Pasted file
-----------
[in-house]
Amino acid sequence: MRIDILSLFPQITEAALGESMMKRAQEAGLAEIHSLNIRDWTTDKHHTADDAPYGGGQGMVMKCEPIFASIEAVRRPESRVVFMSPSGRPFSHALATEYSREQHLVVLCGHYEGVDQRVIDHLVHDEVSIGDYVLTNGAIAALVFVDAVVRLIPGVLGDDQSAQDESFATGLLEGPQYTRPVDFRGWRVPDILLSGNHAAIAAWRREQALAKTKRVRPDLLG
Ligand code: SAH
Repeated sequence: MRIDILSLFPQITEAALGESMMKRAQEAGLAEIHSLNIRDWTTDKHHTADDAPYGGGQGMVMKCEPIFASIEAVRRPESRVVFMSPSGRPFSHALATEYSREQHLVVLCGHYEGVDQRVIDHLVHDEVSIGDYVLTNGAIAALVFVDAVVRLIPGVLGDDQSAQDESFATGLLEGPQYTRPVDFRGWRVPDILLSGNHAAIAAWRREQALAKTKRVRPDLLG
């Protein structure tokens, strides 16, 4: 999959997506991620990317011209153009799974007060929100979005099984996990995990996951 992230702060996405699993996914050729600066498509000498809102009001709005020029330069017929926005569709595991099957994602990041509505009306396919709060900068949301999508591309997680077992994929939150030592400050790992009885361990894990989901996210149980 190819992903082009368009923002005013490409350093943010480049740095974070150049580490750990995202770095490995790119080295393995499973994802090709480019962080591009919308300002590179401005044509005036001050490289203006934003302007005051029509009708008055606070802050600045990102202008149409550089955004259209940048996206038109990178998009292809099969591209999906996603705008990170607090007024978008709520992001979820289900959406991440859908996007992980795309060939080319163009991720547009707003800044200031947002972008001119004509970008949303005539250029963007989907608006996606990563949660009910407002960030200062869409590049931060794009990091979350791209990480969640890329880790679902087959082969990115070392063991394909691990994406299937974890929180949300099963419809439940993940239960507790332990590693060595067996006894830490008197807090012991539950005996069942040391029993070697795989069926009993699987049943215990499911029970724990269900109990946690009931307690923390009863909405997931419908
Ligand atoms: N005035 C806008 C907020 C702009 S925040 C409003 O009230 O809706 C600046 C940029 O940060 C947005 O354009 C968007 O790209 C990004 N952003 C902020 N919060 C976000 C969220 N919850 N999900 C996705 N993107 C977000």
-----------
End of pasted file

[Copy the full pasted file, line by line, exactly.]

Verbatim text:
[in-house]
Amino acid sequence: MRIDILSLFPQITEAALGESMMKRAQEAGLAEIHSLNIRDWTTDKHHTADDAPYGGGQGMVMKCEPIFASIEAVRRPESRVVFMSPSGRPFSHALATEYSREQHLVVLCGHYEGVDQRVIDHLVHDEVSIGDYVLTNGAIAALVFVDAVVRLIPGVLGDDQSAQDESFATGLLEGPQYTRPVDFRGWRVPDILLSGNHAAIAAWRREQALAKTKRVRPDLLG
Ligand code: SAH
Repeated sequence: MRIDILSLFPQITEAALGESMMKRAQEAGLAEIHSLNIRDWTTDKHHTADDAPYGGGQGMVMKCEPIFASIEAVRRPESRVVFMSPSGRPFSHALATEYSREQHLVVLCGHYEGVDQRVIDHLVHDEVSIGDYVLTNGAIAALVFVDAVVRLIPGVLGDDQSAQDESFATGLLEGPQYTRPVDFRGWRVPDILLSGNHAAIAAWRREQALAKTKRVRPDLLG
């Protein structure tokens, strides 16, 4: 999959997506991620990317011209153009799974007060929100979005099984996990995990996951 992230702060996405699993996914050729600066498509000498809102009001709005020029330069017929926005569709595991099957994602990041509505009306396919709060900068949301999508591309997680077992994929939150030592400050790992009885361990894990989901996210149980 190819992903082009368009923002005013490409350093943010480049740095974070150049580490750990995202770095490995790119080295393995499973994802090709480019962080591009919308300002590179401005044509005036001050490289203006934003302007005051029509009708008055606070802050600045990102202008149409550089955004259209940048996206038109990178998009292809099969591209999906996603705008990170607090007024978008709520992001979820289900959406991440859908996007992980795309060939080319163009991720547009707003800044200031947002972008001119004509970008949303005539250029963007989907608006996606990563949660009910407002960030200062869409590049931060794009990091979350791209990480969640890329880790679902087959082969990115070392063991394909691990994406299937974890929180949300099963419809439940993940239960507790332990590693060595067996006894830490008197807090012991539950005996069942040391029993070697795989069926009993699987049943215990499911029970724990269900109990946690009931307690923390009863909405997931419908
Ligand atoms: N005035 C806008 C907020 C702009 S925040 C409003 O009230 O809706 C600046 C940029 O940060 C947005 O354009 C968007 O790209 C990004 N952003 C902020 N919060 C976000 C969220 N919850 N999900 C996705 N993107 C977000």